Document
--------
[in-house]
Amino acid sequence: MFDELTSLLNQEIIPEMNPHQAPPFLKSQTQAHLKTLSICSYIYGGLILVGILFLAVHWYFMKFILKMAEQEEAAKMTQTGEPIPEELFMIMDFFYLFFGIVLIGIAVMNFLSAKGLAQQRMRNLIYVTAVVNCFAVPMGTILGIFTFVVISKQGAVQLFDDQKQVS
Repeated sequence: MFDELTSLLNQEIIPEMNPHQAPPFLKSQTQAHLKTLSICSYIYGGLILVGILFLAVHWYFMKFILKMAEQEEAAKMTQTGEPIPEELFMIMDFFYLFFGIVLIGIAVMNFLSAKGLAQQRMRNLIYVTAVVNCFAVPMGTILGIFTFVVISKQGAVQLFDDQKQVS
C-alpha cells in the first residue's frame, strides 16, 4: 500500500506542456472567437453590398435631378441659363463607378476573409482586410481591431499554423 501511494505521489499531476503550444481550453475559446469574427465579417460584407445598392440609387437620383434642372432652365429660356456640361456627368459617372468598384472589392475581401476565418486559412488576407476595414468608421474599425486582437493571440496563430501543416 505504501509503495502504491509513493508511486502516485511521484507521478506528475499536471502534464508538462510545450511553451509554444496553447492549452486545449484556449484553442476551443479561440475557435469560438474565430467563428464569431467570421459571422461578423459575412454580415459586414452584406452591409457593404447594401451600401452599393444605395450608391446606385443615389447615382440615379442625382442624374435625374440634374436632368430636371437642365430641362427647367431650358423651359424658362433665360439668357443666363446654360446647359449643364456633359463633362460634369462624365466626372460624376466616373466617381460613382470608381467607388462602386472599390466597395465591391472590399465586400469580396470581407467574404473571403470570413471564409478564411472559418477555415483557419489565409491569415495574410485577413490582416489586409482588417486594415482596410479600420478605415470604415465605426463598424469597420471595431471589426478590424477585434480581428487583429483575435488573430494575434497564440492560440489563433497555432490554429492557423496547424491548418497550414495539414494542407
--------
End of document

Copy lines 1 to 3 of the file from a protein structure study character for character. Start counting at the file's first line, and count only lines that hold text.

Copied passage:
[in-house]
Amino acid sequence: MFDELTSLLNQEIIPEMNPHQAPPFLKSQTQAHLKTLSICSYIYGGLILVGILFLAVHWYFMKFILKMAEQEEAAKMTQTGEPIPEELFMIMDFFYLFFGIVLIGIAVMNFLSAKGLAQQRMRNLIYVTAVVNCFAVPMGTILGIFTFVVISKQGAVQLFDDQKQVS
Repeated sequence: MFDELTSLLNQEIIPEMNPHQAPPFLKSQTQAHLKTLSICSYIYGGLILVGILFLAVHWYFMKFILKMAEQEEAAKMTQTGEPIPEELFMIMDFFYLFFGIVLIGIAVMNFLSAKGLAQQRMRNLIYVTAVVNCFAVPMGTILGIFTFVVISKQGAVQLFDDQKQVS